Have a listen and you see the significance this track has influencing a wide array of artist across a spectrum of electronic genres. Autechre even cites 242 heavily. There’s incredible dynamics within the song. It’s those dynamics that still make “Headhunter” a killer live track in 242’s performances. My first time catching the men (see what I did there?) live was in 1989 on the “Front by Front” tour. I snuck into the show as an under-aged teen. I recall “Headhunter” (and the whole show) being this powerful epiphany. My young eyes witnessed a whole new vision and had a whole new inspiration. Take a listen to the live versions of “Headhunter” starting with 2008’s “Moments” to 1998’s “Reboot” to 1994’s “Live Code” or watch any of the live videos on YouTube from a 1990 USA performance to a 2013 outing and it’s verified how energetic the song is. How much it’s morphed into multifarious constructions. Daniel B. (at the soundboard) likes to screw around with the songs a bit. You can hear him always fiddling around with the vocal sampler and adding samples/sequences and deleting them. Last year I saw 242 at Chicago’s Cold Waves festival and in exactly a week (9-25-15) I’m off to California to see 242 yet again. I look forward to hearing “Headhunter” in the set again, raising my fist with others, stomping to that bass line and singing that familiar chorus yet again with a crowd of enthusiastic fans.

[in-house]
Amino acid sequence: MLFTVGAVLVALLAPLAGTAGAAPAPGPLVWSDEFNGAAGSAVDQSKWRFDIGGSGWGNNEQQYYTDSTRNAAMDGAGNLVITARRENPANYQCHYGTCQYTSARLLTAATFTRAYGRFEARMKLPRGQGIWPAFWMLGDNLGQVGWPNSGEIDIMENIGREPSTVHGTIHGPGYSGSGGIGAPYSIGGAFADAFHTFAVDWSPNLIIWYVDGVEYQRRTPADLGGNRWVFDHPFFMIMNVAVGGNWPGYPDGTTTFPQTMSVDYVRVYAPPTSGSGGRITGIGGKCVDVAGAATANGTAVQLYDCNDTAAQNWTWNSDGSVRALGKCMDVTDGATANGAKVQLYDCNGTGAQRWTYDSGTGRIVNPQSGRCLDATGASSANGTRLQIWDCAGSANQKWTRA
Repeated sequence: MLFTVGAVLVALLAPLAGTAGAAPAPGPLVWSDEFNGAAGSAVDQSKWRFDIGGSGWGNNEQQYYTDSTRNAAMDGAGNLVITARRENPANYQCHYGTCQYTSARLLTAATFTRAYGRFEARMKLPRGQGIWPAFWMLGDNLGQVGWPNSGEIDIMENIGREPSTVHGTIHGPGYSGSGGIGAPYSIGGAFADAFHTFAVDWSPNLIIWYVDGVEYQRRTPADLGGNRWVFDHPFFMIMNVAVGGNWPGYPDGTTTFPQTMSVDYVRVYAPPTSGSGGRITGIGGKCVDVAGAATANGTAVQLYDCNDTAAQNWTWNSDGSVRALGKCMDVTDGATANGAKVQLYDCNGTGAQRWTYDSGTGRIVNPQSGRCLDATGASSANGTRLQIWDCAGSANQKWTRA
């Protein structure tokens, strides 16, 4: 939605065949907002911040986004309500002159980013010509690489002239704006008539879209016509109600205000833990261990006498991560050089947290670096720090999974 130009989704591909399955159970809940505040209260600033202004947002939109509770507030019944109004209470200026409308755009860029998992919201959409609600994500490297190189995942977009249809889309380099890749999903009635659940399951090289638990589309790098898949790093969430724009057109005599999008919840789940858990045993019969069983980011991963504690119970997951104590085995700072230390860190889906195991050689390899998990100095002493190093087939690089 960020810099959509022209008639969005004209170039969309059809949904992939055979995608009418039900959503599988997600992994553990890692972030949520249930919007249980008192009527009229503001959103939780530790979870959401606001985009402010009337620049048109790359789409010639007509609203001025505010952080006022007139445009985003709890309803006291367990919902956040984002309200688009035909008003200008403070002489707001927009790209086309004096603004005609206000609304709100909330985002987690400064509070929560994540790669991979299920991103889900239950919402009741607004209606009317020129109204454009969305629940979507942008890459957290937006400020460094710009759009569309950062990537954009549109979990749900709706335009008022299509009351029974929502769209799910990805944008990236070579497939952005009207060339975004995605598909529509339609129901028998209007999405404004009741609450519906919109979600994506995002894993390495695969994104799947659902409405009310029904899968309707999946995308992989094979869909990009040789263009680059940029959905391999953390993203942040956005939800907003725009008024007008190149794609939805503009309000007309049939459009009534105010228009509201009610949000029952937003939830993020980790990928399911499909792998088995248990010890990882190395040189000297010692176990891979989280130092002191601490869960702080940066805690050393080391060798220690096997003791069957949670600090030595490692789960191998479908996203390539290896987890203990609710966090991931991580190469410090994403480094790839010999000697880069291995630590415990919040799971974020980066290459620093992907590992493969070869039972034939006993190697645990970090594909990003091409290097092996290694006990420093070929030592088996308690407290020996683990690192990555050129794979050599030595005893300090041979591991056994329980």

“Headhunter” will ALWAYS remain progressive and vitalizing.
Finally, if you ever think you’re too old to enjoy “Headhunter” or the track is past it’s prime (NEVER) – watch this.
Marc Church DJs in Ann Arbor/Detroit